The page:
Some of you may recognize this feature from 25 Hour Books. I was in the market for a feature to showcase the bloggers I simply can’t live without, Tara usually lets me do whatever I want if I pester her enough, and Who Am I Stalking? seemed appropriate. Win-win. But please, no restraining orders are necessary. I stalk with love, people. It is a badge of honor. Wear it with pride!
Welcome to my very first Who Am I Stalking? feature! I chose Alissa from The Grammarian’s Reviews for my first victi–er–feature because I stalk her like mad on Twitter and pester her to do my thesis revisions for me, even though she hates revisions. We also share a love of coffee, though I’m pretty sure she loves coffee more than I do. I’m not really sure how I first stumbled across Alissa’s blog. I may have been told by someone about her Grammar Bits feature or I was simply lured in by her blog title. Grammar. I love grammar, guys. So does Alissa. How could I not like her? I mean, sure, we don’t read a lot of the same books, but that doesn’t stop us from being best friends:
Right. Now for the important stuff!
1. Describe yourself in six words. (e.g., English teacher helps students access knowledge)
Coffee-loving student makes a grammatical difference.
2. What has been your most exciting moment as a book blogger?
I’d posted a lovely 5-star review of The Half-Life of Planets, then decided to read up on the two authors, Brendan Halpin and Emily Franklin, to see if they had any other books I’d be interested in. To my complete surprise, Brendan had given a shout-out to my review on his Facebook page, and Emily had e-mailed me her thanks. It was the first time an author (in this case, two) had publicly thanked and contacted me. I didn’t think that, as a book blogger, I’d ever receive that kind of acknowledgment.
And, chatting with authors on Twitter. This is because I’d held out on getting a Twitter account for so long, then discovered how much of a presence authors have online. To me, talking to them is priceless. And winning their contests is even better. After winning my first Twitter author contest, I freaked out…while at work. It was great.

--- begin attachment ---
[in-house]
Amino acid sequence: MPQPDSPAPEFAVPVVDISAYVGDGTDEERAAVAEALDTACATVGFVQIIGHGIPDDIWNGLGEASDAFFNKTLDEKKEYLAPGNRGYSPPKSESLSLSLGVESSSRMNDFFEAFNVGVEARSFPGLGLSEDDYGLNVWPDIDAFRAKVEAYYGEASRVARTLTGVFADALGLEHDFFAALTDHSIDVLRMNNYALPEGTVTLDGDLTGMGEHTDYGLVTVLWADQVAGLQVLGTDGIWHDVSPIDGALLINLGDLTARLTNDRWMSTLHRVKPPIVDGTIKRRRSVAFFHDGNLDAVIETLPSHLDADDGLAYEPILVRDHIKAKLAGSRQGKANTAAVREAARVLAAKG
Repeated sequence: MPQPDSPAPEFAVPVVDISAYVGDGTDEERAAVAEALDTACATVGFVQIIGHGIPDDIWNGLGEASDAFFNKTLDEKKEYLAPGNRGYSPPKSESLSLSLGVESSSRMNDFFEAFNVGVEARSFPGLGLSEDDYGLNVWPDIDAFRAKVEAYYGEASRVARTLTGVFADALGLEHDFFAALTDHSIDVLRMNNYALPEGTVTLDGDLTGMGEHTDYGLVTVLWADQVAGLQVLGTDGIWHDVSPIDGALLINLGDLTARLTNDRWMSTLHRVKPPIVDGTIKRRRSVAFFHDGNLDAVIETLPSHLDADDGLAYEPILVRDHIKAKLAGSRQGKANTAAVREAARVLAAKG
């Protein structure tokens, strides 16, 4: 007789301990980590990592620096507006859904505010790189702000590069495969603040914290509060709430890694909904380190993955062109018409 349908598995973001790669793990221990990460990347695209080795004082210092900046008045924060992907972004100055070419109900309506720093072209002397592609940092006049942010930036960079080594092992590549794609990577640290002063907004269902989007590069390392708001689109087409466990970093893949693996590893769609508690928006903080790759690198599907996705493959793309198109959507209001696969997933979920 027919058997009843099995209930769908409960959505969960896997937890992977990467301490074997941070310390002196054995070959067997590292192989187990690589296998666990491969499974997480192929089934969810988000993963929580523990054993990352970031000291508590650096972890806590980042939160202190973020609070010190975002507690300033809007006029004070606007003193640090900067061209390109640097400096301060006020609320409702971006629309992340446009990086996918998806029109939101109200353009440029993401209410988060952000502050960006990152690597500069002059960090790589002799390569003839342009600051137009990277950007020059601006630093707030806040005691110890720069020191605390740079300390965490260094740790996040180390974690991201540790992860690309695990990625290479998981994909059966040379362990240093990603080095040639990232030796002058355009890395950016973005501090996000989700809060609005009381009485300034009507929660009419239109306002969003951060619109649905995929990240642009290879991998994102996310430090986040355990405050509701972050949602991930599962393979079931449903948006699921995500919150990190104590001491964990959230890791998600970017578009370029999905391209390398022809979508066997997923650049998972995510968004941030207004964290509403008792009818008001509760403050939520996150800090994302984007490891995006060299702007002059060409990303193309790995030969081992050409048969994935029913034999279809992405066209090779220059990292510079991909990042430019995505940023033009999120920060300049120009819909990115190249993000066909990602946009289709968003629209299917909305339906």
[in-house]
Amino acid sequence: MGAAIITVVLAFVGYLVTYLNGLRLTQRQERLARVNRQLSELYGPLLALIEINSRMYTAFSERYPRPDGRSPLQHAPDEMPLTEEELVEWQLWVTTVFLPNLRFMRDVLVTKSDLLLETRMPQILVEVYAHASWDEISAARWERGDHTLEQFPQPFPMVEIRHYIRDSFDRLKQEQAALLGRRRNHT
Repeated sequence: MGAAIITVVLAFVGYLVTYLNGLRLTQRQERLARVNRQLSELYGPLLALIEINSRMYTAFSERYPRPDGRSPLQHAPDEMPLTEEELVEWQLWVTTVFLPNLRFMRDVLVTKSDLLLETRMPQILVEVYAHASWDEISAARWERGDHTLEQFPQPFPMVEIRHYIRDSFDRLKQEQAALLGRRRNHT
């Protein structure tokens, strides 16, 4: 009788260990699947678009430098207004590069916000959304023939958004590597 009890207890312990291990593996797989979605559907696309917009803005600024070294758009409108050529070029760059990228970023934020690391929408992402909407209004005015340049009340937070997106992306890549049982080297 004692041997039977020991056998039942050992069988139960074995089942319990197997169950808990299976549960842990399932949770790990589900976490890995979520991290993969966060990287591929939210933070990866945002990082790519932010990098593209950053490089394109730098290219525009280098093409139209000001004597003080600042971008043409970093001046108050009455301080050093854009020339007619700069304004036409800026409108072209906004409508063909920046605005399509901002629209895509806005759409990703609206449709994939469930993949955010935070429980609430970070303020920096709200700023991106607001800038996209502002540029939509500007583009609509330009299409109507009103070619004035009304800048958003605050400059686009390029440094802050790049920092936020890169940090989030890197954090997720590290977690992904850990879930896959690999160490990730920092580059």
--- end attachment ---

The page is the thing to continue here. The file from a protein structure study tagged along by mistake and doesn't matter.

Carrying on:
3. Since starting The Grammarian’s Reviews, what is the best book that you have read? The worst?
Oh man. There’s no way I can pick one best and one worst. But, one book I did gush over for a while was The Half-Life of Planets by Brendan Halpin and Emily Franklin. Recently, though, I’ve been all aboard the Anna and the French Kiss and The Iron Knight hype trains.
As for the worst book, that would be Banana Kiss by Bonnie Rozanski.
4. Why do you think reading is important?
Reading is a foundation. It’s fundamental for learning and discovering. I know that sounds overused, but it’s true. With reading, you can do anything: create, analyze, decipher, teach, etc. I can’t imagine a life without it.
5. What are some of your favorite reviews (or memes, features, discussions, etc) that you have written for The Grammarian’s Reviews?
My review for The Iron Queen by Julie Kagawa is a favorite because I wrote it when I was very, very excited.
My favorite discussion, by far, was my fired-up response about a certain author’s advice.
Another favorite discussion of mine was my lengthy post about why I dislike The Hunger Games trilogy. Yes, I said dislike.
6. Your Blogger profile says that you are a promoter of the importance of grammar. Why do you think grammar is so important?
Why do people think grammar isn’t important? is a better question.
Our language is based off of a system. That system is composed of an alphabet which then forms words. To put those words and letters together, you need grammar. It’s essential.
But to me, grammar is more than essential. It’s a form of respect – of both communication with others and the language itself. To pay no attention to grammar is to be careless, ignorant and taking advantage of/taking for granted the way we communicate.
It’s not only important to use grammar, but to also understand it.
Amen to that. I often liken language to clothing; to make the best impression, you must wear the right clothing. Language is no different, especially in a world where so much of our communication is written. And how can a person use language without grammar?
You can stalk Alissa, too! Find her: